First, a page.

A solid premise matters little when the execution can barely match it.

Petrunya (Zorica Nusheva), wandering home from a job interview, literally throws herself into the middle of a male-only religious tradition, a fixture of her small town.

Emerging from the river victorious amidst hundreds of men clutching the cross hurled in by the local Priest, shock quickly begets outrage. Soon hiding from the more violent protesters in her home and else, Petrunya refuses to give up that rightfully hers.

Introducing many audiences to the likes of a tradition with which they will be roundly unfamiliar, the best thing this film has going for it is that the creators have absolutely nailed an original plot. Conveying said story with a haphazard, predominantly inconsistent visual style, one among the film’s detractions, does it little justice.

The extended opening shot providing a promise of what this film could have been, it’s style and substance is not returned to throughout, save an oblique hark back to those initial moments in the very final frames. Alternately tight shots on characters soon give way to expanded vistas of any given room and it’s inhabitants. The cuts between such approaches in successive sequences and indeed within individual scenes are routinely conspicuous and distracting.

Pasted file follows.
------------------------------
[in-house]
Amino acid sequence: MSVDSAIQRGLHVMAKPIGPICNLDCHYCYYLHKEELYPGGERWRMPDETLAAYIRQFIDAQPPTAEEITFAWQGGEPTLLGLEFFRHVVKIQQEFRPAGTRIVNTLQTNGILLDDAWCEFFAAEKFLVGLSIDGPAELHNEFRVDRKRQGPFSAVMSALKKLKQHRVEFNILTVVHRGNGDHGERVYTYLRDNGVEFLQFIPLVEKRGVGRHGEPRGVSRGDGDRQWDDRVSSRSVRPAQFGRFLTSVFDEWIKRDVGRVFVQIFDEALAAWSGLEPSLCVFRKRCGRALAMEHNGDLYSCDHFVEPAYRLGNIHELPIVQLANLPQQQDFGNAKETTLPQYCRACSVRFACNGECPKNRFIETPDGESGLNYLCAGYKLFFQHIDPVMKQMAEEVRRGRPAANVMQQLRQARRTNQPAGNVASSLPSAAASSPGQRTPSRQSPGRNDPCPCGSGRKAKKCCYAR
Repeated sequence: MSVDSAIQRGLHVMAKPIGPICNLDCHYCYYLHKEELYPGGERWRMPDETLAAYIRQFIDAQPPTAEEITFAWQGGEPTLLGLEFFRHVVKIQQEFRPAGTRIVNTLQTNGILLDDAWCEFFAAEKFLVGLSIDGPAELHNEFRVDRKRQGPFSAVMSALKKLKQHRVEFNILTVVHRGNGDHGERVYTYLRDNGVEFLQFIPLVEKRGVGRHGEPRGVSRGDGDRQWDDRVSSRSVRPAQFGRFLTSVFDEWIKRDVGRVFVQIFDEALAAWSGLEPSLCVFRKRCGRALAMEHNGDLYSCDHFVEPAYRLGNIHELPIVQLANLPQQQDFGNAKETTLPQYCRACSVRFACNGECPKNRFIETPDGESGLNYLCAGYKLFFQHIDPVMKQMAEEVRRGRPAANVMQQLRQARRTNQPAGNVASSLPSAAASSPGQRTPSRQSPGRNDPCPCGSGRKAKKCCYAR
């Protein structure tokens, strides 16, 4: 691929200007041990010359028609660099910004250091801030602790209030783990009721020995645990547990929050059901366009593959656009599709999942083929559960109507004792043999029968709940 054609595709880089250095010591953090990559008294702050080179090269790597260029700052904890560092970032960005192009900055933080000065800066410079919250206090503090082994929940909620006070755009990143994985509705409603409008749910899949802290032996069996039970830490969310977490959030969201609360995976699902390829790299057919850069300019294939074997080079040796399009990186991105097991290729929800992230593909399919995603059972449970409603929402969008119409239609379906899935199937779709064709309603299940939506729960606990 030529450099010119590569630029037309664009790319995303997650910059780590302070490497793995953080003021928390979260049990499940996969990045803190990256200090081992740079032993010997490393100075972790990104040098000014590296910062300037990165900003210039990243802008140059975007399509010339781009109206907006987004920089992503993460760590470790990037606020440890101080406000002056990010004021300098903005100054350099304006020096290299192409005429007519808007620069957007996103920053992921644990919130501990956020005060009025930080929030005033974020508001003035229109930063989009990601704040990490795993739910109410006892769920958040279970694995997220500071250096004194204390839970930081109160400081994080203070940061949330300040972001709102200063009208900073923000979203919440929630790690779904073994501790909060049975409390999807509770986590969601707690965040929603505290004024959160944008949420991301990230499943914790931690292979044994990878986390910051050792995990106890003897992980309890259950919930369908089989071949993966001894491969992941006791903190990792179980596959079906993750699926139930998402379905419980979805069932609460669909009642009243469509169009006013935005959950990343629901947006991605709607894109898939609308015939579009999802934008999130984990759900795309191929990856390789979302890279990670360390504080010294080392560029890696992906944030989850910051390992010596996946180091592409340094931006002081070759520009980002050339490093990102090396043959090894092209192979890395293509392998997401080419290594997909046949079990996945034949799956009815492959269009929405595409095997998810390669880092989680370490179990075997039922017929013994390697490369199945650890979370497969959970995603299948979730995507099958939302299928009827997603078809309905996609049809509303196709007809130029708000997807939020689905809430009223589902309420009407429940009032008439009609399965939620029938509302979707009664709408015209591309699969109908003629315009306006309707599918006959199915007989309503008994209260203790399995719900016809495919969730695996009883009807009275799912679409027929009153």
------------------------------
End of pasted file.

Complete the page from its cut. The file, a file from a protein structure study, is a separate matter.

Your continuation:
Heads or parts thereof are cut off in some encounters and if intentional (to possibly promote a sense of displacement) is not conducive to any effect; merely serving to highlight the disparate visual choices perceptible throughout. The action too halts at one stage for several silent, fleeting faces positioned squarely in front of the camera while in one of the film’s more interesting advents a reporter narrates often directly to viewers, though the near entirely expository bent of this role is distracting beyond all else.

Nusheva is very good; her character, the film and the title itself posing many theological questions (often blatantly) about piety, tradition and the observance of religion. In that which it pursues ‘God Exists’ opens welcome avenues for speculation, buoyed by its arguable operation as a parable-driven tale.

Had the film rested more heavily on its sparing comic attributes it might have better recommended the narrative; the absurdist, blackly comic potential evident in the nature of proceedings by no means an avenue not pursued by filmmakers who have sought to tackle matters of religious authority and suppression. Fixating on more dramatic turns however, the approach, varied and confusing as it is, does not greatly further what is in every respect an excellent foundation.

God Exists, Her Name is Petrunya had it’s Australian Premiere as part of the Sydney Film Festival Official Competition and screens as part of the Melbourne International Film Festival on August 6th at 6:30PM at the Forum Theatre and August 18th at 1:45PM at The Capitol and as part of the Travelling Film Festival on February 9, 2020 in Katherine and February 23, 2020 in Alice Springs

For our interview with ‘God Exists, Her Name is Petrunya’ Director Teona Strugar Mitevska see here

on Falkenscreen